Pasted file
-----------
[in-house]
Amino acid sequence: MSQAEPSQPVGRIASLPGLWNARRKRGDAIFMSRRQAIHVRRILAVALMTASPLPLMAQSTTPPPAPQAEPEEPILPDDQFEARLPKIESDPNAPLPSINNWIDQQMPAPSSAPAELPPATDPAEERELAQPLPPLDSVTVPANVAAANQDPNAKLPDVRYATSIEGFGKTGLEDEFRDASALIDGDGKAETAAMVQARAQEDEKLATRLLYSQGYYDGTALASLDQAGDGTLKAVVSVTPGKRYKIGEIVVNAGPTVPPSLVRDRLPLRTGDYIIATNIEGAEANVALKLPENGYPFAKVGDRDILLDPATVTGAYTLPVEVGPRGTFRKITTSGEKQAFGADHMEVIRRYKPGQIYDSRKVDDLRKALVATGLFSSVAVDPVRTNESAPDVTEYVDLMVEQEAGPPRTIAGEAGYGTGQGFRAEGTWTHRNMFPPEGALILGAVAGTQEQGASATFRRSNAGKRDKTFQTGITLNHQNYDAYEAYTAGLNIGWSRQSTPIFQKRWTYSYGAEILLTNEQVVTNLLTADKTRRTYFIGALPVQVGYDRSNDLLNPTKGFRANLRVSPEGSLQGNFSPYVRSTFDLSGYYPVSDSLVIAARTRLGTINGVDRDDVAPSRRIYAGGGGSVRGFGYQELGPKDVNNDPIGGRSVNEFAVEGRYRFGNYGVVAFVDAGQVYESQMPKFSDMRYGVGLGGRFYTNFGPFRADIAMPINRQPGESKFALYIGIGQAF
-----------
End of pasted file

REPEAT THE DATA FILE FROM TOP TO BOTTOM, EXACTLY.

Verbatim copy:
[in-house]
Amino acid sequence: MSQAEPSQPVGRIASLPGLWNARRKRGDAIFMSRRQAIHVRRILAVALMTASPLPLMAQSTTPPPAPQAEPEEPILPDDQFEARLPKIESDPNAPLPSINNWIDQQMPAPSSAPAELPPATDPAEERELAQPLPPLDSVTVPANVAAANQDPNAKLPDVRYATSIEGFGKTGLEDEFRDASALIDGDGKAETAAMVQARAQEDEKLATRLLYSQGYYDGTALASLDQAGDGTLKAVVSVTPGKRYKIGEIVVNAGPTVPPSLVRDRLPLRTGDYIIATNIEGAEANVALKLPENGYPFAKVGDRDILLDPATVTGAYTLPVEVGPRGTFRKITTSGEKQAFGADHMEVIRRYKPGQIYDSRKVDDLRKALVATGLFSSVAVDPVRTNESAPDVTEYVDLMVEQEAGPPRTIAGEAGYGTGQGFRAEGTWTHRNMFPPEGALILGAVAGTQEQGASATFRRSNAGKRDKTFQTGITLNHQNYDAYEAYTAGLNIGWSRQSTPIFQKRWTYSYGAEILLTNEQVVTNLLTADKTRRTYFIGALPVQVGYDRSNDLLNPTKGFRANLRVSPEGSLQGNFSPYVRSTFDLSGYYPVSDSLVIAARTRLGTINGVDRDDVAPSRRIYAGGGGSVRGFGYQELGPKDVNNDPIGGRSVNEFAVEGRYRFGNYGVVAFVDAGQVYESQMPKFSDMRYGVGLGGRFYTNFGPFRADIAMPINRQPGESKFALYIGIGQAF